The tee-shirt design was a further evolution where, for each color, she outlined the visible components of that color in black, deleted the rest, printed out the outlines, and filled in the outlines with solid black... A long way to do separations, but the only way under the circumstances. [She and I both have scanners and could have done all this in a fraction of the time now, but that's the way destiny plays with us...]

Walk Against Waste emblem

After all that effort, the tee-shirt printers decided to go their own way, misplaced elements, and generally screwed up and had to do it over and over again until CA and the artist settled for second best because of time constraints (they were delivered the day before the march). The result actually looks pretty good, but it doesn't match the vision.

On Sunday, Oct. 17, I helped Joy-Lynd bring tables and chairs to the UNLV (University of Nevada, Las Vegas) campus. Our neighbor, Deborah Higben, and her two sons, Jonathan, 17, and Cody, 12, joined us — Cody on his roller blades. (I've mentioned them before—we all went to see Jurassic Park together and Jonathan fell asleep during it. I later learned this was due less to boredom than to his having had a couple of beers earlier.) [We've heard nothing from the Higbens since soon after that; they moved out of that apartment complex even before we did.]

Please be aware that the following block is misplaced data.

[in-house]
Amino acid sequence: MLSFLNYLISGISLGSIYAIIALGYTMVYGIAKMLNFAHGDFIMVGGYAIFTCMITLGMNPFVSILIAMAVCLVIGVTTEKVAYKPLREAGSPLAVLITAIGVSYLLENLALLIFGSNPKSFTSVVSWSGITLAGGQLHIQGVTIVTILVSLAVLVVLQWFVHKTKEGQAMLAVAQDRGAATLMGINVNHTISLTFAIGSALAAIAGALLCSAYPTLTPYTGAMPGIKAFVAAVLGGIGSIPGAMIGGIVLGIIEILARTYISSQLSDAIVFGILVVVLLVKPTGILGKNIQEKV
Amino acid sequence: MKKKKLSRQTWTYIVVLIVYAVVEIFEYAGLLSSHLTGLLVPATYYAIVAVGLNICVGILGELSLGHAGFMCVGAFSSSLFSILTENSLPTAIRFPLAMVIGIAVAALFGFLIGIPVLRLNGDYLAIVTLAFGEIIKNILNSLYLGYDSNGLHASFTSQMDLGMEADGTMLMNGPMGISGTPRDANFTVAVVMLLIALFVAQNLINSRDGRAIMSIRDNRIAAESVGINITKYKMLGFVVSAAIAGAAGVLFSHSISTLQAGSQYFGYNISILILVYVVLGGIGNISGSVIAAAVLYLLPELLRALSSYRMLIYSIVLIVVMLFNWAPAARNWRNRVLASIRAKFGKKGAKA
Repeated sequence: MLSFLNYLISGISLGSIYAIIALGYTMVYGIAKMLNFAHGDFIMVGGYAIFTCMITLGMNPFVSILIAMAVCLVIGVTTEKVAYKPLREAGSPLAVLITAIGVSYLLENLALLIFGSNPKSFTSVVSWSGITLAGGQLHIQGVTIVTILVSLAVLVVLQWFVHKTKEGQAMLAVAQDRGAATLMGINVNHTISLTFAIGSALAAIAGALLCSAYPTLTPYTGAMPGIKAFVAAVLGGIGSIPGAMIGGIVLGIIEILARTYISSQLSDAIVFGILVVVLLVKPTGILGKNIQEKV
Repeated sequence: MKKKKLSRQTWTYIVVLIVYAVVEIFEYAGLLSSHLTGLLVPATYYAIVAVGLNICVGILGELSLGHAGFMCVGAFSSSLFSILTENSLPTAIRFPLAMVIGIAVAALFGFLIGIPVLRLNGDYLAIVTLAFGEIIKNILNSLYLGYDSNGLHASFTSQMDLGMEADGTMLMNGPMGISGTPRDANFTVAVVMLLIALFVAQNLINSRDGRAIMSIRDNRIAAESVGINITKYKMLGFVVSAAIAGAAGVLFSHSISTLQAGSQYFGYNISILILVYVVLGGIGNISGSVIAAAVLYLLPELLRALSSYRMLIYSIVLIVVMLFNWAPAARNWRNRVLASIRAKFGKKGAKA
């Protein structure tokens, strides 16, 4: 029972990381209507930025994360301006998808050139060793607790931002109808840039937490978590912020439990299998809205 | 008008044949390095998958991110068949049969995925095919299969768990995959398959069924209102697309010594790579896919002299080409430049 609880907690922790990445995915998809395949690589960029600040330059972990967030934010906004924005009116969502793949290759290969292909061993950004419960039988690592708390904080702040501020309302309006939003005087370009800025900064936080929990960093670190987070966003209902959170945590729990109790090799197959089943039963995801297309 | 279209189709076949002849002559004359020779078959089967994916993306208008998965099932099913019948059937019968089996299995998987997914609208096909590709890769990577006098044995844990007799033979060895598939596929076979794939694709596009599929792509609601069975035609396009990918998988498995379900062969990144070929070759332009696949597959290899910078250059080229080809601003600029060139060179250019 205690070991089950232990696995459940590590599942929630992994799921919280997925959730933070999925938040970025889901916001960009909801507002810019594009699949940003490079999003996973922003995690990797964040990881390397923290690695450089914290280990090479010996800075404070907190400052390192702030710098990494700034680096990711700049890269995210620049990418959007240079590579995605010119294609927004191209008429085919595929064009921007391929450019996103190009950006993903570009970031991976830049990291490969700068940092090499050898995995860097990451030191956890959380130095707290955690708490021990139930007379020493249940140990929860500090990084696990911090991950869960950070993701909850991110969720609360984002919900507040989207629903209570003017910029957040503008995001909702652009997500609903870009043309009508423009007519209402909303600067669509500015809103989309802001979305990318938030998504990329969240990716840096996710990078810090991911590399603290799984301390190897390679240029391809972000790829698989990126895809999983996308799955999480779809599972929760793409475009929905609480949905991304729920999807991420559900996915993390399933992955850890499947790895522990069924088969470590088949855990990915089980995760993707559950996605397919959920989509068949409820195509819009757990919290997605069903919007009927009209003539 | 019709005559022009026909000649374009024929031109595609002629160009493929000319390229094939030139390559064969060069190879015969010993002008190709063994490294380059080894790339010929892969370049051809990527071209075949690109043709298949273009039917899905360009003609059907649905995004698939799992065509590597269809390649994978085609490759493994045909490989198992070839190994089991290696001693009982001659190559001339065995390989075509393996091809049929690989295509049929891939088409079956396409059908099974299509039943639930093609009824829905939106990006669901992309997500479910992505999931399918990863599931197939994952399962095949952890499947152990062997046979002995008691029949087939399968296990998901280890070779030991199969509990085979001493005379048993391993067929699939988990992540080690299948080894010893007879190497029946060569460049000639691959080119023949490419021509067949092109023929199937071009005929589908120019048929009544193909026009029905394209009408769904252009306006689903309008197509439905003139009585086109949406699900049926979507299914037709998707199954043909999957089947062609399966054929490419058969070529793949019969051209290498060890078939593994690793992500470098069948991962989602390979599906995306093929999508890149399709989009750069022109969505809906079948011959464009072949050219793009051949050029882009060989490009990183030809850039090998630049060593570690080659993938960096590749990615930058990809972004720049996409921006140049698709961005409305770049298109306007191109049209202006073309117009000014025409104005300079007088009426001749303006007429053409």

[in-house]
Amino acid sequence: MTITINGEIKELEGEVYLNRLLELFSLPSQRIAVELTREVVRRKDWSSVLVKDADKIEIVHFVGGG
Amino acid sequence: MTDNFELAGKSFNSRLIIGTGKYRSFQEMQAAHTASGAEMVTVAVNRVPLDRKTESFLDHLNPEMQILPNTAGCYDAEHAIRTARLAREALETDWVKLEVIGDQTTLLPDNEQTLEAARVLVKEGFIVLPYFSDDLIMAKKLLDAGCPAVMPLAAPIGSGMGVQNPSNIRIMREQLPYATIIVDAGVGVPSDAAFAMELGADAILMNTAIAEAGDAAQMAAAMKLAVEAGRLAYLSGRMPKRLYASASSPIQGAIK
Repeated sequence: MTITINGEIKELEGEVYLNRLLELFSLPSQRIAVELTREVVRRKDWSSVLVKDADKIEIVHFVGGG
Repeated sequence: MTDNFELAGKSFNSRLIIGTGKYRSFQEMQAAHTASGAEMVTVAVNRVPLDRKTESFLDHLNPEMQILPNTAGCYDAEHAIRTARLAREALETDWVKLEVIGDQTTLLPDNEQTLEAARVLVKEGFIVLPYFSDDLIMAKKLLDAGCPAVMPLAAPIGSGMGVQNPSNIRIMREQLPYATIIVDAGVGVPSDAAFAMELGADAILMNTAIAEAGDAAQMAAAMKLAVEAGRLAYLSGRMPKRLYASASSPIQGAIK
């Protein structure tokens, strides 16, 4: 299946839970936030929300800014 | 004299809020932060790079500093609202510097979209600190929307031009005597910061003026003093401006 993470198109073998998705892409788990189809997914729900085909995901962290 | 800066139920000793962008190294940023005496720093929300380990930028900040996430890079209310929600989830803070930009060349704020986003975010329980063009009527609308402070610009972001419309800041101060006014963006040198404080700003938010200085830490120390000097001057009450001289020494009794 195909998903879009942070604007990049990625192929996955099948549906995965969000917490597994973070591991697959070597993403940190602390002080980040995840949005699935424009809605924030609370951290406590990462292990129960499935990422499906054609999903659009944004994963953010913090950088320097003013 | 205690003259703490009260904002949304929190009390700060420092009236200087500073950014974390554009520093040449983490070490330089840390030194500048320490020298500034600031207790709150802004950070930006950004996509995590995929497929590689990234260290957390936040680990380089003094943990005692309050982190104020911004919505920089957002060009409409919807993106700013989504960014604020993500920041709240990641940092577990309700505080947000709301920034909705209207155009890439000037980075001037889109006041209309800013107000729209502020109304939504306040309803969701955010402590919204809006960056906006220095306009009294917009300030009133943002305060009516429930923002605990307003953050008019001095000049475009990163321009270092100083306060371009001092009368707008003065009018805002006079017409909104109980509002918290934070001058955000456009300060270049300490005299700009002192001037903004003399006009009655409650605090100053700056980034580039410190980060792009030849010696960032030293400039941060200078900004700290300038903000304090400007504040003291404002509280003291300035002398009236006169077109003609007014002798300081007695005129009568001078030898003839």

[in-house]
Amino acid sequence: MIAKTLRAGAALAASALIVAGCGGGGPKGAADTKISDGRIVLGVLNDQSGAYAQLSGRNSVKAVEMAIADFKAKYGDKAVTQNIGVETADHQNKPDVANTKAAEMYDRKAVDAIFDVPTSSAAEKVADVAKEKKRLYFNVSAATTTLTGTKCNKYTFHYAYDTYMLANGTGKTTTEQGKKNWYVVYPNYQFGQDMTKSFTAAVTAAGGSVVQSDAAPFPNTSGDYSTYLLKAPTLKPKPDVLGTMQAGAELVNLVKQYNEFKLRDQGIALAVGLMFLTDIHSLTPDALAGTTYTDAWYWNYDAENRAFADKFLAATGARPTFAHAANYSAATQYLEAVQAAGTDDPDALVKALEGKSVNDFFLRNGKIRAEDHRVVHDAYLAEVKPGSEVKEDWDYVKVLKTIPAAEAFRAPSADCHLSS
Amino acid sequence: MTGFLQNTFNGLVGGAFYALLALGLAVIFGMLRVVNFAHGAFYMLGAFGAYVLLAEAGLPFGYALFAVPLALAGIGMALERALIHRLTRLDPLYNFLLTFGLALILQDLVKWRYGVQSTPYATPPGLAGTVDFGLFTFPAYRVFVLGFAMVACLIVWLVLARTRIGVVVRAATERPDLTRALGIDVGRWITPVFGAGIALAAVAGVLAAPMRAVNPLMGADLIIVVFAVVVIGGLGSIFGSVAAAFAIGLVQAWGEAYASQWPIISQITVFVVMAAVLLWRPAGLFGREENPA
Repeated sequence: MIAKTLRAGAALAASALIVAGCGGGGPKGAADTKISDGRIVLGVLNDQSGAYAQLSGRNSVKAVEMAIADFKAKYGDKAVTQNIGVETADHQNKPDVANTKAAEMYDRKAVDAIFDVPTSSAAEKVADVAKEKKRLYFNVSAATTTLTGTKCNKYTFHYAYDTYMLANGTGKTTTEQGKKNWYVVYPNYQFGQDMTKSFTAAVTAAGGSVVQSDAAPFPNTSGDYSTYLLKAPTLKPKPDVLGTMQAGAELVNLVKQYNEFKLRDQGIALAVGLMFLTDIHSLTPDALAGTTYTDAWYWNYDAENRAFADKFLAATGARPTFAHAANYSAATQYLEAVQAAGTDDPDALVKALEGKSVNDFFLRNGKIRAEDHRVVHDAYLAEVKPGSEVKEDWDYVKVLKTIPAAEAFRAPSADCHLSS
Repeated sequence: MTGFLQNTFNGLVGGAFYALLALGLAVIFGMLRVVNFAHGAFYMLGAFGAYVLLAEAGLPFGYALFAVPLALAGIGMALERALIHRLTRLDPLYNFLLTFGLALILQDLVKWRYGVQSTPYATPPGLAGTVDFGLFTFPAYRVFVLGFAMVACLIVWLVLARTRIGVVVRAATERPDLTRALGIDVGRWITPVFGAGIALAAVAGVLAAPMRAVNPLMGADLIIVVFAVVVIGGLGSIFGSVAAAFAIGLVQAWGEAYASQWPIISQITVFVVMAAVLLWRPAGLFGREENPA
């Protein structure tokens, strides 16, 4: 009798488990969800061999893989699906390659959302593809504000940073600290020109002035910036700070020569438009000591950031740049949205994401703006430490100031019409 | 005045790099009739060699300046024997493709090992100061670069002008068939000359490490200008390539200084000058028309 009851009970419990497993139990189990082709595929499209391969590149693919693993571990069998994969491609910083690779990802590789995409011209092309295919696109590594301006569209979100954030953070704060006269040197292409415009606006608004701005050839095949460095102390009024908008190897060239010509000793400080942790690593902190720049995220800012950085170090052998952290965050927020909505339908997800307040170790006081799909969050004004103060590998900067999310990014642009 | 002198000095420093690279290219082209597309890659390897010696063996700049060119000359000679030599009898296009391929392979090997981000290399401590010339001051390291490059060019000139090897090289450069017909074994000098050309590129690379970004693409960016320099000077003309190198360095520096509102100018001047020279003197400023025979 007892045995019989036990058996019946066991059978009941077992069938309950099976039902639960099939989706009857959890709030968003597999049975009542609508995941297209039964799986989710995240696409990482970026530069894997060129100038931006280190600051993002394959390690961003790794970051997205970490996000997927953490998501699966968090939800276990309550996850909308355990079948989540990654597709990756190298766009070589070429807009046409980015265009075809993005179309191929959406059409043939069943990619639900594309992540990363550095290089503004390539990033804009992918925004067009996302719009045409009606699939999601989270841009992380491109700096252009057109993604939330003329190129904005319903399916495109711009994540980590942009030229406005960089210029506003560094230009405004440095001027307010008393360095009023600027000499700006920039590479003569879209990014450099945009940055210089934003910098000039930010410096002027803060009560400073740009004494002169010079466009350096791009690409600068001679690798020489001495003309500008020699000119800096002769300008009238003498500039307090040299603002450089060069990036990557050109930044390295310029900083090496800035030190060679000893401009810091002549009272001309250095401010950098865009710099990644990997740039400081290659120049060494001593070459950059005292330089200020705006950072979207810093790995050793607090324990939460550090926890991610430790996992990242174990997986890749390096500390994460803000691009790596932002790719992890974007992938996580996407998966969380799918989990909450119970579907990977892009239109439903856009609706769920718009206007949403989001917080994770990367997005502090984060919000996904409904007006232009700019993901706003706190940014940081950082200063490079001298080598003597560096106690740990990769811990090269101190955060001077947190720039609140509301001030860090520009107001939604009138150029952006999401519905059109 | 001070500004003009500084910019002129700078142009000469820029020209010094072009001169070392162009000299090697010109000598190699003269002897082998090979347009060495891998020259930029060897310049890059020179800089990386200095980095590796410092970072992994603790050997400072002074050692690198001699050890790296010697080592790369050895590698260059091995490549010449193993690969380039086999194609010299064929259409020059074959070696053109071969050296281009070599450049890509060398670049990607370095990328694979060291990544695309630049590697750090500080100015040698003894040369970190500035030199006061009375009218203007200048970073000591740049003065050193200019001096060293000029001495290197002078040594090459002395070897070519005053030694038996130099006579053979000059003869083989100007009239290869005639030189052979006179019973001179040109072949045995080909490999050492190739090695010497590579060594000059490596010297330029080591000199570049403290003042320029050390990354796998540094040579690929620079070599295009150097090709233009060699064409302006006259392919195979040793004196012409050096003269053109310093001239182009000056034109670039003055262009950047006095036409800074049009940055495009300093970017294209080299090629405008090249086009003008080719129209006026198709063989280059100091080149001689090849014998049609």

After some talks by Chris Brown, a representative of Nevada's senators, a state senator and a high school girl I saw once at a CA social occasion, plus some renditions of "Walk" songs by a 3-piece country combo (I'm Walkin' the Floor Over You, Fat's Domino's I'm Walkin', etc.), Cody and a couple of other, older, roller-bladers took point and the walk started. I got started late (big surprise, right!) but walked with an woman from another activist organization (Nevada Desert Experience) a few blocks, then joined Deborah and Jonathan to the first of the three water stations.

I learned there that Joy-Lynd had volunteered me to stand next to a construction site near the next water station, where the sidewalk was gone, and direct marchers not to walk on the street but in a sandy stretch to the place where the sidewalk recommenced. This was clearly stated on the route map most of us carried, but I acquiesced to being driven to that place, thereby cutting about a third of the route out of my walk. In reality, there was a stretch of only about a yard on the street that some tourists used to get to the edge of what was to eventually be a concrete curb, but none of the Walkers Against Waste even looked like they were going to do it, so my standing there only served as an opportunity for the sun to beat down on my forehead more steadily.